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Suggestions for Law Firms on Twitter, Part 2: Maintain a Superior Twitter Image

March 10, 2010

Once you’ve decided you or your firm will tweet, it’s time to build an image with your Twitter page.  Here’s just a few simple tips:

Don’t Just Tweet Your Brand: Brand Your Twitter

Twitter only gives you a few options in this vein, so its important to use them effectively.

A flat, solid colored background is only valuable if you’ve branded your firm using that color forever.  Use a background image that conveys professionalism and is consistent with your website and other promotional materials.  Your profile picture (the small thumbnail that posts alongside all of your tweets) should include your firm name, or some symbol followers will quickly recognize as your firm’s image.

Twitter allows minimal customization of sidebar, text and link colors.  Make sure the custom colors you choose don’t clash with the background or make text hard to read.

Good examples of well-crafted Twitter accounts are Patton Boggs LLP and Fulbright & Jaworski L.L.P., each for their own reasons.

Look at the Patton Boggs Twitter page; notice that the background image is interesting but not distracting.  The colors of the background nicely match the profile image.  Their brand name is included in the background, the profile picture, and the bio, reinforcing the brand.  Some might think it is overkill, but I disagree.

The Fulbright page goes even further.  The background is dynamic, with an image of each city in which one of their offices is located.  It’s a clever use of space, even if a bit cluttered.  Fulbright’s page uses font and background colors that coordinate very well with their website.  The biggest standout on Fulbright’s Twitter account is their profile image.  “Think Fulbright” is an effective slogan, and it’s made all the more effective by its brevity.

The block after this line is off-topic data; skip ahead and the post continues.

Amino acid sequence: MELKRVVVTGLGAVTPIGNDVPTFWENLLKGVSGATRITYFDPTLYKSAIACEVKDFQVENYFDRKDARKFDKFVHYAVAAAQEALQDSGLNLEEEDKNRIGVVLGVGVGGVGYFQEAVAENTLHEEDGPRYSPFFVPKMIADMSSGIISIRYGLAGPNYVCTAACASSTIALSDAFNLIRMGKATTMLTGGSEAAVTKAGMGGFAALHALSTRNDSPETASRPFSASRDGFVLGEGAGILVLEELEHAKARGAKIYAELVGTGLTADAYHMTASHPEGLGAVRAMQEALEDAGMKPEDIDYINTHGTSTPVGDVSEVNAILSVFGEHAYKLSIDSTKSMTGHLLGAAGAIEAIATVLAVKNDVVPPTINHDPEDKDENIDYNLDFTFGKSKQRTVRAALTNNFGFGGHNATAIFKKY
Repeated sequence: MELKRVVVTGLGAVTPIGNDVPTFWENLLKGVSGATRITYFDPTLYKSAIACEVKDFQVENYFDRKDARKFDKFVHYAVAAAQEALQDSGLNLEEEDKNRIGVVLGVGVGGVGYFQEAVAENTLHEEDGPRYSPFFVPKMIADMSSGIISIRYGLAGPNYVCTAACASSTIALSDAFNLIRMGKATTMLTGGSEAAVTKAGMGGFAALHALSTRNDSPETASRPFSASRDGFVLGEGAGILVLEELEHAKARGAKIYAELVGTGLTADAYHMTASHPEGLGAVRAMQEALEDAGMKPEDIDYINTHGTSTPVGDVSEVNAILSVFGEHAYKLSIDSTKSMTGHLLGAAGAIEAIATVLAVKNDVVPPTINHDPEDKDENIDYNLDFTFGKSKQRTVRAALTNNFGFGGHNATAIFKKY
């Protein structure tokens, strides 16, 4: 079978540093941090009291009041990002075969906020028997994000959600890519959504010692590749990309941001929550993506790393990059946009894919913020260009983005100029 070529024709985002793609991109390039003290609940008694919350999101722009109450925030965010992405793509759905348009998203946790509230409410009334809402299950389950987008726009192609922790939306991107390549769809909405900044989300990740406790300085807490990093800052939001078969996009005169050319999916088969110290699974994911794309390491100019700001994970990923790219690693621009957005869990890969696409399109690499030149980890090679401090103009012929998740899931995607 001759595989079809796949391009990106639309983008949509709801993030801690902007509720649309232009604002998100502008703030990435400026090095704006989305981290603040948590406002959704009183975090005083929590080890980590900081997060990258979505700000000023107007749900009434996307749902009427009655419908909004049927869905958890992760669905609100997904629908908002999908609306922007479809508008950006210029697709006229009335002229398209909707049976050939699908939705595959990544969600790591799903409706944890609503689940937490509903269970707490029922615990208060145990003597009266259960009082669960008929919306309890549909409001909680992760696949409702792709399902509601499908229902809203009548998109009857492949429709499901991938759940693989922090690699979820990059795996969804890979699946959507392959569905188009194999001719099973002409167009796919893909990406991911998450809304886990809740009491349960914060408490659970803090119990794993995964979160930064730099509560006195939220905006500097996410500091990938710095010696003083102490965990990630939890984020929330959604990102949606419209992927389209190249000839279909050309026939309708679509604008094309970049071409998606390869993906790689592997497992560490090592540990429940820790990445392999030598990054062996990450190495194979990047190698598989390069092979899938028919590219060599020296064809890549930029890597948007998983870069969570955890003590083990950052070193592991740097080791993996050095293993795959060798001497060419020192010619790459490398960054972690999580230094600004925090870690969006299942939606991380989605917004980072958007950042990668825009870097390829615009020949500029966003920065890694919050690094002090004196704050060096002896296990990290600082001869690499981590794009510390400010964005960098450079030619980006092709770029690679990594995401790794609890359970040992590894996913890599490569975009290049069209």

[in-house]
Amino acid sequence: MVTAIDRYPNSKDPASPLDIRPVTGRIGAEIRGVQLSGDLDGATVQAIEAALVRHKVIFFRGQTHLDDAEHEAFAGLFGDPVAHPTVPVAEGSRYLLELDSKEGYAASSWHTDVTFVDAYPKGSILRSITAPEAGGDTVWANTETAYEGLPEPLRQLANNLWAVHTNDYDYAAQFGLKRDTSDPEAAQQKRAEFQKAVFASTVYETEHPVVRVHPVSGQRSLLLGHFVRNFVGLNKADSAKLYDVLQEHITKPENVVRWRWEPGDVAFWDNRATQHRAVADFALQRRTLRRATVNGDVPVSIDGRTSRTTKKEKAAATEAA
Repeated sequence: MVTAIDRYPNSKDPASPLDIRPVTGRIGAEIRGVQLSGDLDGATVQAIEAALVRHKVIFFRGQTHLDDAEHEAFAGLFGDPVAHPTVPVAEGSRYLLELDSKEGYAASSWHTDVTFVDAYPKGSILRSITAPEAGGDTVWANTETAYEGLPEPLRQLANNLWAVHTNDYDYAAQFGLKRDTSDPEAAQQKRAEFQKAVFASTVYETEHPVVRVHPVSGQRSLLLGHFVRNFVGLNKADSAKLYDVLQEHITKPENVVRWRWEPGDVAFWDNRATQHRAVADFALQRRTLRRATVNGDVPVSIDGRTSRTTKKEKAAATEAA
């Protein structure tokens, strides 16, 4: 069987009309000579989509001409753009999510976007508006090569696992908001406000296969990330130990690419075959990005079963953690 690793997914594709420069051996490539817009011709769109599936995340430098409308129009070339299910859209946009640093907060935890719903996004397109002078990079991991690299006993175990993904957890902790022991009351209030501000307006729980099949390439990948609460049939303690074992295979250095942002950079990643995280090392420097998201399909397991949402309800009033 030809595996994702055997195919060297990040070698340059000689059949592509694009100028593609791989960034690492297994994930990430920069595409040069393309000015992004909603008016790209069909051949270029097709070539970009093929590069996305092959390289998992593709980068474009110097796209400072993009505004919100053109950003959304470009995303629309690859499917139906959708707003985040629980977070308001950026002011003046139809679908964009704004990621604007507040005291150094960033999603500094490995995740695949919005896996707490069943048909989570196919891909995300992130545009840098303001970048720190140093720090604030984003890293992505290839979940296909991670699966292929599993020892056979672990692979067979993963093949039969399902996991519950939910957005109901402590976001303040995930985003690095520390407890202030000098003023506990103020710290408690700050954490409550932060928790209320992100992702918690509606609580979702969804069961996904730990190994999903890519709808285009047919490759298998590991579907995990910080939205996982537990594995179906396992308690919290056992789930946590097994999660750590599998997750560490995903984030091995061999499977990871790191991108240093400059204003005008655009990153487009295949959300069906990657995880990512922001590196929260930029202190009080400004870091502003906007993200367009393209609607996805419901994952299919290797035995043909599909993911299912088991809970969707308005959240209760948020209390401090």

It’s also important to craft a short and pointed Bio line.  Look again at Patton Boggs: “A full-service law firm, Patton Boggs LLP is a national leader in public policy, litigation, IP and business law.”  It includes specialties, and describes their firm as a national leader and does it in 112 characters.  Well done.

Don’t Just Camp Your Brand: Tweet!

I’ve crafted a list of law firms with Twitter pages (let me know if I’ve forgotten any, or yours, and I will add it).  While building this list, I noticed that many, if not most, of the biggest law firms never Tweet.

Check out these accounts: Skadden, Arps, Slate, Meagher & Flom LLP & Affiliates; Arnold & Porter LLP; and Jones Day.  What do you notice they have in common?  Yes, they are top law firms, but more germane is that none of them have ever posted a tweet.  Why?  They might not understand the value of Twitter, or may not be comfortable dealing with the ethical rules lawyers and law firms face when dealing with the public.  They should jump on the bandwagon, though.  Twitter can be very effective in reaching vast and diverse audiences, and it’s free!

Tweet in Plain English

This one is pretty obvious.  You only get 140 characters, so don’t waste them with Latin, legalese, or convoluted language.

See the previous post for Suggestions for Law Firms on Twitter, Part 1: Mind the Ethics Rules and the the next post for Suggestions for Law Firms on Twitter, Part 3: Keep up Your Presence.

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